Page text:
One of the great things about the Internet is that it's opened up my eyes to so many things that I may not have realized were present previously. One of those things being the massive amount of oppression that Native American people face; from the cultural appropriation of Native American cultural symbols/traditions, to the use of slurs directed towards Native individuals.
On Friday, at lunch, I was quietly scrolling through Instagram and Tumblr posts about dismantling harmful societal norms, and images of Steve Rogers's face (my way of saying I was completely minding my own business), when I was joined at the table by a person. I had been talking with this person, pleasant conversation mostly, when another individual sat down next to the person I was conversing with (I was opposite the both of them at the table). Their words quickly turned from lovely chatter to a harmful slur, as the use of the word "redskins" was made by both of them. I addressed this issue, alarmed that what they had been saying turned into this, with a kind, respectful "you really should not use that word, it's highly offensive", or something like that. They replied with, "it's a sports team name"; it's a hurtful word even if it is a sports team's name. I replied with "it's still an incredibly inappropriate word, and some Native people are working to ensure that that word is not used by a sports team". I then told them about the Twitter hashtag, #DearNonNatives, to which they barely listened, already distracted by something else that had entered their peripheral vision.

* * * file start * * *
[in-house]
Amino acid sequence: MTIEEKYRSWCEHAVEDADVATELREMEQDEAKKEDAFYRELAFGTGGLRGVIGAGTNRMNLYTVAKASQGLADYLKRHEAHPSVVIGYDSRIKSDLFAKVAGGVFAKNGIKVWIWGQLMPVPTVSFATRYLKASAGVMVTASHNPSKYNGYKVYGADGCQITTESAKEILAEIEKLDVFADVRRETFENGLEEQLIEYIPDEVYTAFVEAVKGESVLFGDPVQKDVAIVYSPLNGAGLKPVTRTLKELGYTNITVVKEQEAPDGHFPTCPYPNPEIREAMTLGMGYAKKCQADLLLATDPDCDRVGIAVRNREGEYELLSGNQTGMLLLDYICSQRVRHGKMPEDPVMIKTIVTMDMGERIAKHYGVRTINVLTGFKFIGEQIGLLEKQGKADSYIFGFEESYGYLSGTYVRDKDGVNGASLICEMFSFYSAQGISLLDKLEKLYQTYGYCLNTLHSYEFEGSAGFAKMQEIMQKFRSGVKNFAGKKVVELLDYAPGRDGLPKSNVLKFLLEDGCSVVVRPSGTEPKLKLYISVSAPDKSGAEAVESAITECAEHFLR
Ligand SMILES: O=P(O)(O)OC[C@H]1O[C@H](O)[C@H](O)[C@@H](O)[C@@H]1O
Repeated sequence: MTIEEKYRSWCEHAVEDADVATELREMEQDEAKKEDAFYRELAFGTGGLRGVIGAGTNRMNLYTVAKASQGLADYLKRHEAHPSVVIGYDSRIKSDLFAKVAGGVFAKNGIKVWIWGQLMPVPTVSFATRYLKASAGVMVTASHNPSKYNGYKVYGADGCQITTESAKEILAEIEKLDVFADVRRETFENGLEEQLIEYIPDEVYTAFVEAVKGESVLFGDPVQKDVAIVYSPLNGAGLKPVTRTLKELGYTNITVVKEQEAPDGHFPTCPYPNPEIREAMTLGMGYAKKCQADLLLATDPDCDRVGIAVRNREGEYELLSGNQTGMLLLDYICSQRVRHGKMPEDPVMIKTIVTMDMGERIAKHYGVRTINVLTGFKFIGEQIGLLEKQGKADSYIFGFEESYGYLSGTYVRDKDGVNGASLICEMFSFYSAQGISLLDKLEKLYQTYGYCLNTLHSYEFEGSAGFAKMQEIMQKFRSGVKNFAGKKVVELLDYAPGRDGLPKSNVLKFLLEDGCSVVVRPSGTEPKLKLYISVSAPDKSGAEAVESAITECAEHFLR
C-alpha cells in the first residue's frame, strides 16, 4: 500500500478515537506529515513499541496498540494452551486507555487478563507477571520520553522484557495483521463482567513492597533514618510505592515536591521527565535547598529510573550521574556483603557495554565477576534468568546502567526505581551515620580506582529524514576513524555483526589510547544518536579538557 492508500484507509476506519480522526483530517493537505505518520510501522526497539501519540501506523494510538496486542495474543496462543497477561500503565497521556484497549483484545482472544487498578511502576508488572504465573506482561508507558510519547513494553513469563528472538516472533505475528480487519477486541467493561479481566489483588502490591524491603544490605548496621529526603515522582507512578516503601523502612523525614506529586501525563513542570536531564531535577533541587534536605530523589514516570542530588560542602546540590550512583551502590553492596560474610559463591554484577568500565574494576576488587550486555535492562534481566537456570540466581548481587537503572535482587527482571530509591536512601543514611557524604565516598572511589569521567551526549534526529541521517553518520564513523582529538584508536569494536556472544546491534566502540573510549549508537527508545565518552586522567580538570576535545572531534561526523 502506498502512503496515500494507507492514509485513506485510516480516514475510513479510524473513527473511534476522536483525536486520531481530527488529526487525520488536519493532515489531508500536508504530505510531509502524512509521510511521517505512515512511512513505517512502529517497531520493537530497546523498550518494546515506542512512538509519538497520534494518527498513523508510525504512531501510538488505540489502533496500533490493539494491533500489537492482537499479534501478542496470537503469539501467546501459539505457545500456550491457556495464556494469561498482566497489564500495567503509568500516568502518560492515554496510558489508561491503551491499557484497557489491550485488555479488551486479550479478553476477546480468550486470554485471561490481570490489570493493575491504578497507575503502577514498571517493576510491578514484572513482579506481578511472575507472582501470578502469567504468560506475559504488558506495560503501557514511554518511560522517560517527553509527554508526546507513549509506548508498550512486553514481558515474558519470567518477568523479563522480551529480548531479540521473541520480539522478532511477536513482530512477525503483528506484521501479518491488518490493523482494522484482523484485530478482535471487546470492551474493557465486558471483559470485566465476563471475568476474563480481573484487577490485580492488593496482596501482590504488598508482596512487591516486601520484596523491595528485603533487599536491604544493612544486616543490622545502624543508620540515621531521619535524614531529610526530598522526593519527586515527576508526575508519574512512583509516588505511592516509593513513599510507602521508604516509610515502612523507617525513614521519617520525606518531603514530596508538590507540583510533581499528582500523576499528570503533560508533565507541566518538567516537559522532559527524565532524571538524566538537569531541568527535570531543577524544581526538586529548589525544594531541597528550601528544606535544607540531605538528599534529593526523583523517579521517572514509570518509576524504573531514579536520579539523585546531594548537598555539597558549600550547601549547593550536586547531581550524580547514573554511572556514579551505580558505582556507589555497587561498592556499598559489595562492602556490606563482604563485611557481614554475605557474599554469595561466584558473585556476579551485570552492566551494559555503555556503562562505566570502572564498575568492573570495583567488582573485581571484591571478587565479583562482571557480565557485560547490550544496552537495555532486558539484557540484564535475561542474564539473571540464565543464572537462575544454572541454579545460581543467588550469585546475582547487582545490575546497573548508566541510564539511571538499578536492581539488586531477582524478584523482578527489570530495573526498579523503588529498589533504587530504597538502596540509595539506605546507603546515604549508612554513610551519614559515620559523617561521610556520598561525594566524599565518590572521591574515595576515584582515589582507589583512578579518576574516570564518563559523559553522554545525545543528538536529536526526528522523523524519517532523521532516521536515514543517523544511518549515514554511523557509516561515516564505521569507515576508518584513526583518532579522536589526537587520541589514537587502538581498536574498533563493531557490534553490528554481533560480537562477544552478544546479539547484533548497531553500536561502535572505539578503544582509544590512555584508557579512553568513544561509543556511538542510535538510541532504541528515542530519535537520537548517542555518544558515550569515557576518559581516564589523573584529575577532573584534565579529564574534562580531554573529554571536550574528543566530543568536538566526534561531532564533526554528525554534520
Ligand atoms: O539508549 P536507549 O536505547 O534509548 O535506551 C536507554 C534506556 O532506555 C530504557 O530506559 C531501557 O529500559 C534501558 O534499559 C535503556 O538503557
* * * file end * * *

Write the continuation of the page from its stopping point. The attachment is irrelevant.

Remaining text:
I don't know if they meant to be offensive, or if they were just trying to point out a harmful word that is commonly used in today's society, truthfully, I cannot recall what context they used the word in; but that slur is not one that is ever to be used, and I found the use of it by them problematic. And the thing is, last year, two of our teachers worked in collaboration to create an entire unit on Native American life, and it was highly informative. I cannot believe that my peers could write pieces on that unit, read the texts we read on the genocide the Europeans committed, and learn about current reservation life, as well as Native life before and during European colonization, and still come out of that learning experience thinking it's okay to use the word "redskin" in a casual conversation. That baffles me.